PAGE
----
Saturday, December 10, 2011

The bumpy road to local

With all the gloating I do about being so lucky to be living in California, it was only a matter of time before I was forced to admit that it's not always easy to come up with entirely SOLE (seasonal, organic, local, and ethical) meals. While I do get nearly all my produce and eggs from the farmers market, there are many other foods that I don't go the full nine yards to make sure they're local. Organic, yes, Sustainable... as much as possible. Local? Well, I try. My second entry into the Dark Days Challenge is a cream of greens soup. It was inspired by Tyler Florence's corn chowder recipe, which I use all the time during the summer, and the cream of spinach soup from Simply Recipes. It also has no cream to speak of — because I had no local cream in my fridge.

I typically buy my milk, butter, and cream from Strauss, which is carried by Whole Foods. They are about 100 miles away, so they fall within my local foodshed. But sometimes Strauss cream and butter, while delicious, are too expensive. In which case, I buy Clover, which is also located about 100 miles away, and I don't always get the organic cream and butter. Sometimes I'll get the Trader Joe's brand of organic cream or butter, and who knows where that comes from? Either way, though, I feel like I'm cheating when I buy from the grocery store, instead of from the vendor directly, like I do at the farmers' market. I don't necessarily feel like I'm buying locally when I go through the middle man that is a non-local chain grocery store. The market I go to does have a raw milk vendor, but it is far too out of my price range to buy on a regular basis. In fact, I've never purchased raw milk simply because it's too expensive. I could get four times as much Strauss whole milk for the price of a quart of locally-produced (at 146 miles, it's just inside my foodshed) Organic Pastures raw milk.

And this is a problem. It should not cost so much to get good, honest milk and dairy products — or any food that is produced locally, organically, and sustainably. It's not right that only the well-off can eat ethical, organic meat and dairy. Someday, I will have a goat, and then my milk (as well as my eggs, fruits, and veggies) will only come as far as my back yard. In the meantime, though, I would like to be able to eat a "normal" American diet from SOLE ingredients that don't break the bank. I want to be able to show non-believers that it is possible to eat delicious whole foods and not have to give up your whole paycheck. I struggle with this, though, because sometimes it's not possible to avoid the cost. This doesn't mean I'll go back to conventional foods, because I'm enough of a snob about it now that it seems gross to purchase and eat cheaply-grown, cheaply-made foodstuffs. I do give up eating meat if it's too expensive. How do I convince others to do this, too?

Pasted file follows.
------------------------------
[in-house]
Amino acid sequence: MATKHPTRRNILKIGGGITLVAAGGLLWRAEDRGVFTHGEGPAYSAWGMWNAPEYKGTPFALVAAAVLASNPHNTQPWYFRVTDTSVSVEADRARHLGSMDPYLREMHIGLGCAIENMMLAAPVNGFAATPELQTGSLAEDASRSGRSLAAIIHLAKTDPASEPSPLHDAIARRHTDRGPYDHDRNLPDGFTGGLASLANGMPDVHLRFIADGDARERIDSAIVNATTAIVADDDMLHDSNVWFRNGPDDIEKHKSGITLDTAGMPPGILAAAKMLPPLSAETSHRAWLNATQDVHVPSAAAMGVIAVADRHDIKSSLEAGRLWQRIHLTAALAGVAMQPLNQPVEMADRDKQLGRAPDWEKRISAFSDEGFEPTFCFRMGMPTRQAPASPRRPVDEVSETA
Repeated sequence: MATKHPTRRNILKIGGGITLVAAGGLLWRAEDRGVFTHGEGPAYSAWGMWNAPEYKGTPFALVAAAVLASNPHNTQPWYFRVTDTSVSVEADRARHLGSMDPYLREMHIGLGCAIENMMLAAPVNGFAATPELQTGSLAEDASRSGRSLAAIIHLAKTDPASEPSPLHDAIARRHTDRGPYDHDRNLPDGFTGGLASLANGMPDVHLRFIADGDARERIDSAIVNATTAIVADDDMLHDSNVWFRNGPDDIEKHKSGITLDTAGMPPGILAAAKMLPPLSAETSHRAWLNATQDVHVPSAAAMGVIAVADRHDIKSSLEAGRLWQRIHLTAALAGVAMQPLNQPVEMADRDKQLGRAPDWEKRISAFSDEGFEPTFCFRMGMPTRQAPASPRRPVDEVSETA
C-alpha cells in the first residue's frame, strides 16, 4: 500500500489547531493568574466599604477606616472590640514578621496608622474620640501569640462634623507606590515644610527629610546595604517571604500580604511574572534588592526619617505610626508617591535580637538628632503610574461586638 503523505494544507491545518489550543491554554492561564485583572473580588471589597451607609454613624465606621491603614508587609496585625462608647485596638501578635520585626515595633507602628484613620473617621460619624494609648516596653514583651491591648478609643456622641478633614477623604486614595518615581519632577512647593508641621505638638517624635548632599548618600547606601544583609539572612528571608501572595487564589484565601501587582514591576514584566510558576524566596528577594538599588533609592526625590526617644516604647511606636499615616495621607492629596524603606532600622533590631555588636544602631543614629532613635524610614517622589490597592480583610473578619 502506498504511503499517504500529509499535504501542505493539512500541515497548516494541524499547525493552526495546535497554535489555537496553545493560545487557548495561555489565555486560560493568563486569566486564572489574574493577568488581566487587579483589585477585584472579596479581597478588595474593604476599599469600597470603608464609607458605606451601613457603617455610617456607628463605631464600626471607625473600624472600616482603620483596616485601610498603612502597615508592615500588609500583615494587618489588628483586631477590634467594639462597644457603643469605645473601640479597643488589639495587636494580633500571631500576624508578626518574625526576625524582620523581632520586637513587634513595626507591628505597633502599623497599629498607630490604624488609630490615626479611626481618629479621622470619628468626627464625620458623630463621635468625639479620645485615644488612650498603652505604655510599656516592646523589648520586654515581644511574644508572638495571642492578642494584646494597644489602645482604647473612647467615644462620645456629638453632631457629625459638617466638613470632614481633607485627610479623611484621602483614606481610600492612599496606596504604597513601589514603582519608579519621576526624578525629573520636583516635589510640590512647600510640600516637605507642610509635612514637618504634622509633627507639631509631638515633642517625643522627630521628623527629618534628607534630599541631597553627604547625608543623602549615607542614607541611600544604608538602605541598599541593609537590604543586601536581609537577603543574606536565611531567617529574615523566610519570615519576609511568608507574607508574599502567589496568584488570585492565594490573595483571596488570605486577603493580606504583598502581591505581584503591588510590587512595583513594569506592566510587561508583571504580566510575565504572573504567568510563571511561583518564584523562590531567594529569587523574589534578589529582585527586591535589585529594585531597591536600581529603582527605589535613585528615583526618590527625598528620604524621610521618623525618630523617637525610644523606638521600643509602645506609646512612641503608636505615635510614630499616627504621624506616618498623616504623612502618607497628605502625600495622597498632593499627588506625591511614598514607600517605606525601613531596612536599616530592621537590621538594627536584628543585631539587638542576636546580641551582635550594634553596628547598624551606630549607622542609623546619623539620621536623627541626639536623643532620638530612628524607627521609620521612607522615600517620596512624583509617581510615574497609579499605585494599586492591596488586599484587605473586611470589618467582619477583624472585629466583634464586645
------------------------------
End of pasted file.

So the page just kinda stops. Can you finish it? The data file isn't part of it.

I made my cream of greens soup with this amazing heirloom spinach grown by Tomatero Farms (30 mi), one of my favorite vendors. I discovered it the weekend before Thanksgiving, as I was passing their stall on my way out of the market. I tried a leaf and was so wowed by the flavor that I immediately bought a half-pound bag. It tastes how spinach should taste: green and fresh. I think if all spinach was this good, everyone would love spinach.

The carrots and potatoes were from Happy Boy Farms (45 mi), and I don't remember which vendor I bought the onions from, though I'm guessing they were from the Watsonville area (45 mi). The salt and pepper were my non-local exemptions, as always, and the bay leaf came from a laurel tree growing outside a house where I baby-sat during the summer (26 mi). I cheated by using some non-local, non-organic olive oil from Trader Joe's, though I know I could have just "sauteed" the veggies in a little water.  I served the soup with some locally-baked bread from Beckmann's Bakery (30 mi), although I think that is also cheating since I don't actually know where they source their ingredients, and some slow-roasted Happy Boy Farms San Marzano tomatoes that I had in the freezer.

I called this soup "cream of greens" instead of "cream of spinach" because it included the green tops of carrots. Did you know those are edible? You could also use any other leafy greens you have around.

Cream of greens soup

1/2 onion, chopped
1/2 bunch of carrots, peeled and chopped
2 medium-sized potatoes, such as Yukon Golds
bay leaf
1/2 bunch carrot greens
1/4 lb spinach
salt and pepper to taste

In a large pot, saute onion and carrots in a little olive oil until soft, about seven minutes. Add potatoes and bay leaf and saute briefly, about two minutes. Add six cups of water, bring to a boil, then simmer for ten minutes, until the potatoes start to break down. Add the greens, and stir until wilted. Cook a couple minutes more. Remove bay leaf. Using an immersion blender* or in batches in a regular blender, blitz the soup until smooth. Season with salt and pepper.

Makes three servings.

*I got one recently, and it has changed my life. Really.

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